Deutsche Bank is investigating whether its staff falsely sold sophisticated investment banking products to clients in violation of EU rules and then colluded with people within those companies to share profits.
The internal investigation – codenamed Project Teal – was sparked by customer complaints last year, according to people familiar with the process. He initially focused on a desk in Spain, which sells hedges, swaps, derivatives and other complex financial products.
The audit found that Deutsche misclassified corporate clients according to the rules of the Markets in Financial Instruments Directive (MiFID). These oblige banks to separate their clients according to levels of financial sophistication, such as retail investor, professional investor or counterparty, i.e. another bank or financial institution.
Deutsche believes that some of its staff knowingly sold inappropriate or inappropriate products to customers who may not have been able to understand and assume the risk they were taking with these positions, the people said. people. The German lender is not just looking at a few isolated instances, but what appears to be a broader multi-year fault pattern, the people said.
Project Teal is also investigating allegations that there was collusion between Deutsche employees and the staff of some of the customers who purchased the inappropriate products. One suggestion under consideration is that the two sides shared some of the proceeds from the transactions, the people said.
“We have opened an investigation into our engagement with a limited number of customers,” the bank said in a statement. “We cannot comment on the details until all aspects of the investigation are completed.”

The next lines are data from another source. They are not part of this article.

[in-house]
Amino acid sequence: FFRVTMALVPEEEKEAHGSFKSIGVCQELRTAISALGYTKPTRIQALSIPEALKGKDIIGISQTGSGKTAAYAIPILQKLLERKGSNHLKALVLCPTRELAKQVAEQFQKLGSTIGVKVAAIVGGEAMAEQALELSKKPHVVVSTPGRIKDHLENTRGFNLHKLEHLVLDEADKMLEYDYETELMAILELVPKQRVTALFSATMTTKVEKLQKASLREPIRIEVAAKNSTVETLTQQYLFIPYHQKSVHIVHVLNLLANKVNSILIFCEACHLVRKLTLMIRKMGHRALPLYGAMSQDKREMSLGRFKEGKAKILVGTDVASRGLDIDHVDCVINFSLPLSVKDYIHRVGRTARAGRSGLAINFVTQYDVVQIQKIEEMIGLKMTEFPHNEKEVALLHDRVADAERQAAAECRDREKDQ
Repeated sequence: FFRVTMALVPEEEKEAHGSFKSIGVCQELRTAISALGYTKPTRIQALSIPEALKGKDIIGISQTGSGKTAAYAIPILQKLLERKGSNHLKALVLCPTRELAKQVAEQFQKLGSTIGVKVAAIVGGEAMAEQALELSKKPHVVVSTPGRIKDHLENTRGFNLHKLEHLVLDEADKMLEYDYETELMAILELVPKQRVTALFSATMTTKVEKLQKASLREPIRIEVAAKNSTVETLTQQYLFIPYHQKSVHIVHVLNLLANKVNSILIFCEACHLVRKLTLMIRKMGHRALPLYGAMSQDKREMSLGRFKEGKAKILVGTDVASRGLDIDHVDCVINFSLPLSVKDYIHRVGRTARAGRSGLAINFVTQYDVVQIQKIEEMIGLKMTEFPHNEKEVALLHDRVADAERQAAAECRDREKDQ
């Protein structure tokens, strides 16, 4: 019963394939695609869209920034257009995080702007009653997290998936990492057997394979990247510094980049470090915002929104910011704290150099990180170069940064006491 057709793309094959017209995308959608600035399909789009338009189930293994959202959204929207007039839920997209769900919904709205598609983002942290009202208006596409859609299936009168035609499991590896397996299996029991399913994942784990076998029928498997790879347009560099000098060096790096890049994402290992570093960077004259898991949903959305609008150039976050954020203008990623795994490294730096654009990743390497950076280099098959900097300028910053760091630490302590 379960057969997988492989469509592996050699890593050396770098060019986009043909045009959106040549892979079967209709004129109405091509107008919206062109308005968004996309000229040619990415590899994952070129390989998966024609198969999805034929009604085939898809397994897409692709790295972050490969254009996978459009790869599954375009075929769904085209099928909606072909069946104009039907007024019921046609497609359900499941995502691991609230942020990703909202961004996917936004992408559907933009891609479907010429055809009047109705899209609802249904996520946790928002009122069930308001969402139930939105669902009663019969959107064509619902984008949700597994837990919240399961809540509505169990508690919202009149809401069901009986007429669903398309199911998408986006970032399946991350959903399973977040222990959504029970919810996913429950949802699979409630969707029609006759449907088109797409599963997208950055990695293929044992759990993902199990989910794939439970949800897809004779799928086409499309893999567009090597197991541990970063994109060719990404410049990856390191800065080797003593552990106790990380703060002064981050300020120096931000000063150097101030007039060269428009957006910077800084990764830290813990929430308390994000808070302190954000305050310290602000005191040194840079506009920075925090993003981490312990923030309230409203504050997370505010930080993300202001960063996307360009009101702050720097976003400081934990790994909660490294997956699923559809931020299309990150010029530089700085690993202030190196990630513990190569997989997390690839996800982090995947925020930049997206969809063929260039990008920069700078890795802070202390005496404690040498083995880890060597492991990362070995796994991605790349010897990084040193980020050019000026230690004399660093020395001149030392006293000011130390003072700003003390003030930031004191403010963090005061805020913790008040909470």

While the Teal project initially focused on Spain, the scope of the investigation was later extended to the rest of Europe, but it is believed that only customers based in Spain and Portugal were affected, said the ‘one of the people. In the center is a former employee who has already left the bank, the person added.
The investigation is drawing to a close, and the bank will soon have to disclose the latest information to regulators on what happened and what action it plans to take.
The main regulators of Deutsche, BaFin and the European Central Bank, have been informed. Both supervisors declined to comment.
The Project Teal probe focuses on Deutsche’s investment banking, which has been the sole driver of the lender’s profit growth in the first nine months of 2020. Supported by a global bond trading boom, earnings from the lender unit grew 35% per year to year.
During the last decade, Deutsche has become renowned for its repeated violations of compliance rules. It has paid out billions of euros in fines and misconduct settlements, including rigging benchmark interest rates, selling toxic mortgage securities, and money laundering loopholes.
Chief Executive Officer Christian Sewing, in charge since April 2018 and director in charge of investment banking, is committed to improving the lender’s internal control and compliance functions.
Earlier this month, Deutsche agreed to pay US authorities nearly $ 125 million to resolve allegations he broke bribery and fraud laws by using a network of business development consultants to channel bribes to clients.